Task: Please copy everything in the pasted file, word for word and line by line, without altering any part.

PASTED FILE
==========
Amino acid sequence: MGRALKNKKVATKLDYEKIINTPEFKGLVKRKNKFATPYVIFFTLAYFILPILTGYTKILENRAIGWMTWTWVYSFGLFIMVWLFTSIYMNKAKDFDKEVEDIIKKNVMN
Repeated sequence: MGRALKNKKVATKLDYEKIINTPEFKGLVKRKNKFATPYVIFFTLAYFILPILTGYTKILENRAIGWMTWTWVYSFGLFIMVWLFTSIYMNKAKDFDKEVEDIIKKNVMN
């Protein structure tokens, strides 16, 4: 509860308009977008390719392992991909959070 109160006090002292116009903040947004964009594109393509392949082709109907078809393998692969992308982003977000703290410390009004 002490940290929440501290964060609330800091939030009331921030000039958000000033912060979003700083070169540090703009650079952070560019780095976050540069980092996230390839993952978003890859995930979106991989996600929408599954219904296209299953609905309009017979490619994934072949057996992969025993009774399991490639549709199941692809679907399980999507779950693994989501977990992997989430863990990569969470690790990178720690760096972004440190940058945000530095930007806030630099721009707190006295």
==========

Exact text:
Amino acid sequence: MGRALKNKKVATKLDYEKIINTPEFKGLVKRKNKFATPYVIFFTLAYFILPILTGYTKILENRAIGWMTWTWVYSFGLFIMVWLFTSIYMNKAKDFDKEVEDIIKKNVMN
Repeated sequence: MGRALKNKKVATKLDYEKIINTPEFKGLVKRKNKFATPYVIFFTLAYFILPILTGYTKILENRAIGWMTWTWVYSFGLFIMVWLFTSIYMNKAKDFDKEVEDIIKKNVMN
């Protein structure tokens, strides 16, 4: 509860308009977008390719392992991909959070 109160006090002292116009903040947004964009594109393509392949082709109907078809393998692969992308982003977000703290410390009004 002490940290929440501290964060609330800091939030009331921030000039958000000033912060979003700083070169540090703009650079952070560019780095976050540069980092996230390839993952978003890859995930979106991989996600929408599954219904296209299953609905309009017979490619994934072949057996992969025993009774399991490639549709199941692809679907399980999507779950693994989501977990992997989430863990990569969470690790990178720690760096972004440190940058945000530095930007806030630099721009707190006295």